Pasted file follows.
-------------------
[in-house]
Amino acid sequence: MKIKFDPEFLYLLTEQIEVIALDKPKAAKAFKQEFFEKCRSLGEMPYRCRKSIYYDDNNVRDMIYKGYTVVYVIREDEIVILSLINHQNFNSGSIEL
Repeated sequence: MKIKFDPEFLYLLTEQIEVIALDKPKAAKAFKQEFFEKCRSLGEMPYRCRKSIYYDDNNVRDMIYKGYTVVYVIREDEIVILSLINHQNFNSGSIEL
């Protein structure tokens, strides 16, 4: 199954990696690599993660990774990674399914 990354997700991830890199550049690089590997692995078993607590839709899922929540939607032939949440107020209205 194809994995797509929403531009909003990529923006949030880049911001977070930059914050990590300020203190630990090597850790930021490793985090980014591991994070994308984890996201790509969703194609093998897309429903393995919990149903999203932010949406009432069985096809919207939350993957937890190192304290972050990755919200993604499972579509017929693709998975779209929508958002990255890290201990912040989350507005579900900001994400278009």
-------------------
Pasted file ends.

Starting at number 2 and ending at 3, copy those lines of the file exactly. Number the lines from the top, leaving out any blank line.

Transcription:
Amino acid sequence: MKIKFDPEFLYLLTEQIEVIALDKPKAAKAFKQEFFEKCRSLGEMPYRCRKSIYYDDNNVRDMIYKGYTVVYVIREDEIVILSLINHQNFNSGSIEL
Repeated sequence: MKIKFDPEFLYLLTEQIEVIALDKPKAAKAFKQEFFEKCRSLGEMPYRCRKSIYYDDNNVRDMIYKGYTVVYVIREDEIVILSLINHQNFNSGSIEL